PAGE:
.......When Mabel returns, Fergusson asks whether she is going to her sister's. Mabel looks at him “with her steady, dangerous eyes, that always made him uncomfortable” (paragraph 76), the narrator says, then answers no. 
.......Fred Henry again asks her what she intends to do, and again she remains silent. Her attitude irks him. Fergusson and Fred Henry—who will be relocating to Northampton, an industrial town in the English Midlands—agree to meet in the evening at a tavern to socialize. Fergusson then leaves through the back door, which opens onto a yard and the stables beyond. 
.......At one time, the deceased Joseph Pervin had a thriving business in dealing horses. The house even had servants. But the business went sour and Pervin remarried “to retrieve his fortunes” (paragraph 95), the narrator says. When he died, he left his children nothing but debt.
.......Mabel had been the housekeeper for ten years. She was always confident and proud, for the money in the family made her feel secure. 
.......“The men might be foul-mouthed, the women in the kitchen might have bad reputations, her brothers might have illegitimate children," the narrator says. “But so long as there was money, the girl felt herself established, and brutally proud, reserved” (paragraph 96).
.......After her Lucy (her sister) left, she had no female companionship. Only horse dealers and other men came by. Mabel's mother died when she was fourteen. When he was fifty-four, her father married again. “And then,” says the narrator, “she set hard against him” (paragraph 97). When she and her brothers became impoverished after her father's death, there were hard times. Now everything is gone. Only debt remains. But she is resolved to follow her own instincts; she will determine what is right for her. No longer will she have to look away in shame from passersby on the streets. No longer will she have to settle for the cheapest food at the grocery.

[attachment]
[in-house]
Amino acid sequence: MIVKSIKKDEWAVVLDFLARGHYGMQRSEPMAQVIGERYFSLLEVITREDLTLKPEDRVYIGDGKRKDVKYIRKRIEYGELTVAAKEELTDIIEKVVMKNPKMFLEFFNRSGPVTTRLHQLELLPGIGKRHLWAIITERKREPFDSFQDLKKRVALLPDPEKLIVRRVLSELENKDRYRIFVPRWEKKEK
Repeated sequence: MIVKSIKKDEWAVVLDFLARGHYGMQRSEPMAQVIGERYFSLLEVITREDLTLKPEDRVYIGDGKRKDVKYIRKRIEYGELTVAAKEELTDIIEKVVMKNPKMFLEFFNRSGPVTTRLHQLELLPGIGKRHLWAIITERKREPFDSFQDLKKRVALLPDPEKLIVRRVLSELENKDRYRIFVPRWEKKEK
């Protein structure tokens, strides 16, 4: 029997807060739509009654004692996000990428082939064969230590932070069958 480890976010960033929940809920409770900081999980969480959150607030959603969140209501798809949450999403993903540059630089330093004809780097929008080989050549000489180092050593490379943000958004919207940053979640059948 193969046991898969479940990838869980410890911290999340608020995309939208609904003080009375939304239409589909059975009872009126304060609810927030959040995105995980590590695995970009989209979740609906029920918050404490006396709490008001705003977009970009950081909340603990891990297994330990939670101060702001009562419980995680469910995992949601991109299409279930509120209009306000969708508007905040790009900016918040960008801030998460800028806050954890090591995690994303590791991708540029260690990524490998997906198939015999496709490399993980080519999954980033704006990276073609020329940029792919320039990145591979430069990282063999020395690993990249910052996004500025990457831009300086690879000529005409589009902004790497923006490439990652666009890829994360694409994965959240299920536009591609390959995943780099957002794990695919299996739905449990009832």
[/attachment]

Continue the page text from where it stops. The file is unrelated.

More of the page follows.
.......In the afternoon, she goes to the cemetery with a bag containing a brush, scissors, and sponge. There, she cleans her mother's tombstone and clips the grass. She takes satisfaction in this task. It connects her to her mother. Doctor Fergusson passes by on his way to consult with patients. When he sees Mabel, “some mystical element was touched in him” (paragraph 103). He stops to watch her. By and by, their eyes meet. He doffs his cap and walks on, carrying the memory of her look with him. 
.......After ministering to office patients and then visiting patients in their homes, he takes a walk. Going from house to house to tend to the needs of working folk—consisting mainly of ironworkers and coal miners—wears him out. But being part of the lives of the people stimulates him. He hates the work—and loves it.
.......When he passes by the Pervin home, Oldmeadow, he sees a woman in black in the cold grayness of the twilight. It is Mabel. She is going toward the pond beyond her home. Why is she going there? He stops on a slope and watches. She pauses momentarily on the bank, then wades into the water. When the water level is nearly up to her shoulders, he can no longer see her in the gathering darkness. He runs to the pond—through hedges, over a field. After arriving at the bank a few minutes later, he thinks he sees her black figure under the water. He enters the pond. The bottom is soft, and he cannot swim. He is afraid. When the water is up to his chest, he reaches for the figure. Grasping her clothing, he slowly pulls her to shore. He ministers over the unconscious woman until she begins breathing. After wrapping her in his coat, he carries her to the house and lays her before the kitchen hearth. Although no one else is in the house, a fire is burning in the grate.